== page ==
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Source: COVID-19 Latest  Nov 08, 2020  2 years ago
COVID-19 Latest: British Study Finds That Psoriasis Patients Taking Immunosuppressants Have High COVID-19 Survival Rates
COVID-19 Latest: British Study Finds That Psoriasis Patients Taking Immunosuppressants Have High COVID-19 Survival Rates
Source: COVID-19 Latest  Nov 08, 2020  2 years ago
COVID-19 Latest: According to the research  findings from a global registry of psoriasis and COVID-19 patients, led by Guy's and St Thomas' clinicians, patients with psoriasis who are taking drugs that affect their immune system have high rates of survival from COVID-19, in most cases almost over 90% survive.

The study findings were published in the Journal of Allergy and Clinical Immunology.
The study team used clinician-reported registry data to investigate the demographic and disease-specific factors associated with the primary outcome of hospitalization for COVID-19. The key  exposure measure was treatment type for psoriasis at or up to four weeks prior to COVID-19 onset, comprising: biologics (TNF inhibitors: adalimumab, certolizumab pegol, etanercept, infliximab, golimumab; IL-17 inhibitors: brodalumab, ixekizumab, secukinumab; IL12/IL 23p40 or IL-23p19 [collectively IL-23] inhibitors: guselkumab, risankizumab, tildrakizumab, ustekinumab), non-biologic systemic agents (acitretin, apremilast, ciclosporin, methotrexate, fumaric acid esters/dimethylfumarate, prednisolone), and no systemic treatment.
The study team found that the risk factors of severe COVID-19 outcomes in patients reported to the registry were similar to the general population.

The findings come from the first analysis of the web-based PsoProtect registry, established to understand how psoriasis and the medications that are used to treat it might influence the severity of COVID-19.
Strategic collaboration has been crucial to the registry, founded by dermatologists and researchers at the St John's Institute of Dermatology at Guy's and St Thomas', King's College London and University of Manchester, and supported by psoriasis patient organizations throughout the world, including the Psoriasis Association in the UK.
Typically psoriasis is a skin condition that causes red, flaky, crusty plaques of skin covered with silvery scales and affects around 2% of people in the UK. It is thought to be related to a problem in the immune system, so dermatologists have been working to understand how COVID-19 and the condition may interact.
Most of the time, patients with moderate to severe disease are treated with drugs that affect the immune system including biologics that target specific immune proteins, or traditional tablet immunosuppressants, and many of these patients were asked to shield during the pandemic.
A consultant dermatologist, Dr Satveer Mahil from the St John's Institute of Dermatology at Guy's and St Thomas', co-leads the registry.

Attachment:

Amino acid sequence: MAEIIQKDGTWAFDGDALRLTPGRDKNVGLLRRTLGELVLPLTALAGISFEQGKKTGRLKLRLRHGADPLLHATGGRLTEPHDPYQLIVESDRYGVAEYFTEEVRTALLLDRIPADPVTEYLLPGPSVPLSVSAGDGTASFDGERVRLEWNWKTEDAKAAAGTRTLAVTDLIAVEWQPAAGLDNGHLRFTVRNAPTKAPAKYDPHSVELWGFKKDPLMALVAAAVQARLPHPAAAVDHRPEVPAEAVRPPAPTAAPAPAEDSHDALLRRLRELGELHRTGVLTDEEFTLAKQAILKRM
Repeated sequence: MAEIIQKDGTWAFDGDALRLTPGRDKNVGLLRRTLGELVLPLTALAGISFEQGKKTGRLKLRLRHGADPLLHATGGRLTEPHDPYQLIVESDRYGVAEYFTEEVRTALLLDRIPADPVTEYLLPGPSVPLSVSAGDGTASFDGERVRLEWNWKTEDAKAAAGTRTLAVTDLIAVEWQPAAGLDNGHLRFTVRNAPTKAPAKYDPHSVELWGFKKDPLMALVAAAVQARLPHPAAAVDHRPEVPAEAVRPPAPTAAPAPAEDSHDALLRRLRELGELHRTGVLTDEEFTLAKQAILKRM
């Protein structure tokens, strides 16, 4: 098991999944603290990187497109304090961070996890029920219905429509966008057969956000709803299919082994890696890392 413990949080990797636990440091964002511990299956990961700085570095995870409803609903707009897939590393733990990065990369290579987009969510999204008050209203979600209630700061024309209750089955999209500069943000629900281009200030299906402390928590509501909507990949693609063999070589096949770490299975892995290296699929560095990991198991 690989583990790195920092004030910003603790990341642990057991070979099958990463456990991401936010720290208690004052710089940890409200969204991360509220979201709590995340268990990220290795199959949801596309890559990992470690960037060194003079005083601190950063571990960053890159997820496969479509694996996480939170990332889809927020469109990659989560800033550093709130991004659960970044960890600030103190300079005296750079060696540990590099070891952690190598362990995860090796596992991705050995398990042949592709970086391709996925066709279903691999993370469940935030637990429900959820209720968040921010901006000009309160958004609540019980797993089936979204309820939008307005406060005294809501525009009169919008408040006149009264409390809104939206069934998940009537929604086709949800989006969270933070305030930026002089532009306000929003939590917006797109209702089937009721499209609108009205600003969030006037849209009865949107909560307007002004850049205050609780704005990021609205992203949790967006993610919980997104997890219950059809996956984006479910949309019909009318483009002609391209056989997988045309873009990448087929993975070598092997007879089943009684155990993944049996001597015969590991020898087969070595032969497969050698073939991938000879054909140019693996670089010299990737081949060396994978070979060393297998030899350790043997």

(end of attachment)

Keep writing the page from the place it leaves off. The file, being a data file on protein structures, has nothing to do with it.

Dr Mahil told Thailand Medical News, “Our analysis is important for informing our conversations with patients as the pandemic continues. We can reassure our patients that the survival for people with psoriasis is high, and the risk factors for psoriasis patients are similar to those of the general population.”
She added, “These findings wouldn't be possible without all the clinicians who have reported cases to PsoProtect and the invaluable support of our partner professional and patient organizations."
Dr Helen McAteer, Chief Executive of the Psoriasis Association commented, “From the beginning of the pandemic we understood the importance of being proactive in order to address the many concerns expressed by people who are living with psoriasis. The PsoProtect registry is vital in helping us understand more about the interactions between psoriasis, its treatments and COVID-19 infection so as patients can make the most informed choices about their care and treatment at this challenging time."
The study is an analysis of 374 clinician-reported cases where patients with psoriasis had COVID-19. The cases came from 25 countries and were submitted between March and July 2020. Most of the patients (334, 89%) were taking biologics for their psoriasis (267, 71%) or traditional immunosuppressants (67, 18%).
The study found that for most of the cases-348 (93%) fully recovered from COVID-19, 77 (21%) were hospitalized and nine (2%) died. The study found that, similarly to the general population, patients who were older, male, of non-white ethnicity and with other health conditions such as chronic lung disease were more likely to require hospital admission for their COVID-19 infection.
The so called ‘PsoProtect team’ is a group of academic clinicians and scientists at St John's Institute of Dermatology, Guy's and St Thomas' NHS Foundation Trust and King's College London; the Dermatology Centre, University of Manchester; and patient representatives from the Psoriasis Association (UK).
The team concluded, “In this international moderate-severe psoriasis case series, biologics use was associated with lower risk of COVID-19-related hospitalization than non-biologic systemic therapies, however further investigation is warranted due to potential selection bias and unmeasured confounding. Established risk factors (being older, male, non-white ethnicity, comorbidities) were associated with higher hospitalization rates.
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